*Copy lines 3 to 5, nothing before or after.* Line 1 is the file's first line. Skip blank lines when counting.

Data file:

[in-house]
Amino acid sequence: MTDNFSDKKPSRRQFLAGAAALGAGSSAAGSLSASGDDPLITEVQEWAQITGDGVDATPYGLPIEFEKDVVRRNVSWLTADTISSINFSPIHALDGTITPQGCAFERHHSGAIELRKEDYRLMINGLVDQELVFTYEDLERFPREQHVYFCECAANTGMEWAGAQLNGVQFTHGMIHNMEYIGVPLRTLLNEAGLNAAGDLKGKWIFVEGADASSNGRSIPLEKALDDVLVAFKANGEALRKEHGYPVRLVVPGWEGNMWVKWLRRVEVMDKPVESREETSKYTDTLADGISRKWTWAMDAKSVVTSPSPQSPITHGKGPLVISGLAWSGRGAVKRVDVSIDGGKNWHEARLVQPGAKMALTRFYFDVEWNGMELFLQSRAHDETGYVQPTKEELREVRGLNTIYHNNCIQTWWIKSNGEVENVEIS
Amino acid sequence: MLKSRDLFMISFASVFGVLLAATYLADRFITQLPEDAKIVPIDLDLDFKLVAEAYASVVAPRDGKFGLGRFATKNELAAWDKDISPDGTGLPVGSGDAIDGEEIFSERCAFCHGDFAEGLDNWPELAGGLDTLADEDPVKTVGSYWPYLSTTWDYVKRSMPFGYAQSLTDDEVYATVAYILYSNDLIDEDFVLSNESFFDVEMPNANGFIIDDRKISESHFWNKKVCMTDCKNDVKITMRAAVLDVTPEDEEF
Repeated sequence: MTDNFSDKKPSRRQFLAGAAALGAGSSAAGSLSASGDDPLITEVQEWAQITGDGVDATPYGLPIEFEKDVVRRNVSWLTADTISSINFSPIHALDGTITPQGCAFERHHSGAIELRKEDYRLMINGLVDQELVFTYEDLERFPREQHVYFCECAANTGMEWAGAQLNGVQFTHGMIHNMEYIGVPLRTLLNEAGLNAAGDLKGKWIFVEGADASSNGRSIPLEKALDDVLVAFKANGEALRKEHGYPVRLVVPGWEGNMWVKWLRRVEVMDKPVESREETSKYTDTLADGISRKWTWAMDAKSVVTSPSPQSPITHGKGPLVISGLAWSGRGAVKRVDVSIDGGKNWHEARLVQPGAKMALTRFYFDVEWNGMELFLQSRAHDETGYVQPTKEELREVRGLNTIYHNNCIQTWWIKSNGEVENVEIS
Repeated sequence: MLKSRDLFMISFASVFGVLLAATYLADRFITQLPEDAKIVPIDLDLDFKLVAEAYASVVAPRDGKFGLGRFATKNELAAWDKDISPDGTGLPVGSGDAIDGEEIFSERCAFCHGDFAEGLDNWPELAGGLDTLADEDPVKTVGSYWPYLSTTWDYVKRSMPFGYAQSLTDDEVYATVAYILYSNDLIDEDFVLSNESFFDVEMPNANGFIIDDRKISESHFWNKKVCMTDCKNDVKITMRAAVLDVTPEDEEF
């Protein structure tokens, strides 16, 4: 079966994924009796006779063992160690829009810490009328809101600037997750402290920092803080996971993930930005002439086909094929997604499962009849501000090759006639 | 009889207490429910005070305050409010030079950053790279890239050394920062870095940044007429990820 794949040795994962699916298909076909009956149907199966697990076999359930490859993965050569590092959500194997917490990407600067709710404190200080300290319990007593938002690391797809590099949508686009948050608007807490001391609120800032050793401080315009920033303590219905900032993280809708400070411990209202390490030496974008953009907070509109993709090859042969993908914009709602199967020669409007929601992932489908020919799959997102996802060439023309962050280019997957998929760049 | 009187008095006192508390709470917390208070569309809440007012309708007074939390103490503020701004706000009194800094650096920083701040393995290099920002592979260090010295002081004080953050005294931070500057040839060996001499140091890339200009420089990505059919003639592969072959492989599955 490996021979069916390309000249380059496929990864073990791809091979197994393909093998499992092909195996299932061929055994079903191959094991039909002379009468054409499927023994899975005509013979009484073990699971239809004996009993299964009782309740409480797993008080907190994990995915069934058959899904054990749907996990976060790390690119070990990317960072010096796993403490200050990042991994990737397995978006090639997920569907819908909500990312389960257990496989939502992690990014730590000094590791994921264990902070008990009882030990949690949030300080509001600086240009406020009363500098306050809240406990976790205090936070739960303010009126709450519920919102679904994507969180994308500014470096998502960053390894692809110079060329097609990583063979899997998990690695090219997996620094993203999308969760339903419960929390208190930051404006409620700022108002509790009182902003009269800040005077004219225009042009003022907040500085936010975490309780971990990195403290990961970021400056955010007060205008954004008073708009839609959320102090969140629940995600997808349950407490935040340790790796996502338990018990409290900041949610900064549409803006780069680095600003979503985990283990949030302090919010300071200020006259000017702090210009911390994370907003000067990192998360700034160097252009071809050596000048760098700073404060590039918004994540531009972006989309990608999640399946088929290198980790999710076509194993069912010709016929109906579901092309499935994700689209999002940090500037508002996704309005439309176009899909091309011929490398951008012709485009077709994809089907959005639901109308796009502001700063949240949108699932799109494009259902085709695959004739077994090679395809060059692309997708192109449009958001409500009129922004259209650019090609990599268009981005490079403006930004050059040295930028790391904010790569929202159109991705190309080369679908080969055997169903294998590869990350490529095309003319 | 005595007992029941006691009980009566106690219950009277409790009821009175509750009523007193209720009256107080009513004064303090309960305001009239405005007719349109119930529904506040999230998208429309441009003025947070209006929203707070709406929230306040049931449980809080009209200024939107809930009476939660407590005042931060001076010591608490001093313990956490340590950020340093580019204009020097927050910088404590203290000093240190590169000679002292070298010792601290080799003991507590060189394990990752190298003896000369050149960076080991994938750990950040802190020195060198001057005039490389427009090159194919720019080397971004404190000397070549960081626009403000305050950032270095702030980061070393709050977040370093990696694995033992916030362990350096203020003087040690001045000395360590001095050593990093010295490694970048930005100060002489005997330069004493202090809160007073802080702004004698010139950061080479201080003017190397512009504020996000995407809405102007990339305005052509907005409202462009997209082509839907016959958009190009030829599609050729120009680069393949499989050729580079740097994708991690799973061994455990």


Amino acid sequence: MLKSRDLFMISFASVFGVLLAATYLADRFITQLPEDAKIVPIDLDLDFKLVAEAYASVVAPRDGKFGLGRFATKNELAAWDKDISPDGTGLPVGSGDAIDGEEIFSERCAFCHGDFAEGLDNWPELAGGLDTLADEDPVKTVGSYWPYLSTTWDYVKRSMPFGYAQSLTDDEVYATVAYILYSNDLIDEDFVLSNESFFDVEMPNANGFIIDDRKISESHFWNKKVCMTDCKNDVKITMRAAVLDVTPEDEEF
Repeated sequence: MTDNFSDKKPSRRQFLAGAAALGAGSSAAGSLSASGDDPLITEVQEWAQITGDGVDATPYGLPIEFEKDVVRRNVSWLTADTISSINFSPIHALDGTITPQGCAFERHHSGAIELRKEDYRLMINGLVDQELVFTYEDLERFPREQHVYFCECAANTGMEWAGAQLNGVQFTHGMIHNMEYIGVPLRTLLNEAGLNAAGDLKGKWIFVEGADASSNGRSIPLEKALDDVLVAFKANGEALRKEHGYPVRLVVPGWEGNMWVKWLRRVEVMDKPVESREETSKYTDTLADGISRKWTWAMDAKSVVTSPSPQSPITHGKGPLVISGLAWSGRGAVKRVDVSIDGGKNWHEARLVQPGAKMALTRFYFDVEWNGMELFLQSRAHDETGYVQPTKEELREVRGLNTIYHNNCIQTWWIKSNGEVENVEIS
Repeated sequence: MLKSRDLFMISFASVFGVLLAATYLADRFITQLPEDAKIVPIDLDLDFKLVAEAYASVVAPRDGKFGLGRFATKNELAAWDKDISPDGTGLPVGSGDAIDGEEIFSERCAFCHGDFAEGLDNWPELAGGLDTLADEDPVKTVGSYWPYLSTTWDYVKRSMPFGYAQSLTDDEVYATVAYILYSNDLIDEDFVLSNESFFDVEMPNANGFIIDDRKISESHFWNKKVCMTDCKNDVKITMRAAVLDVTPEDEEF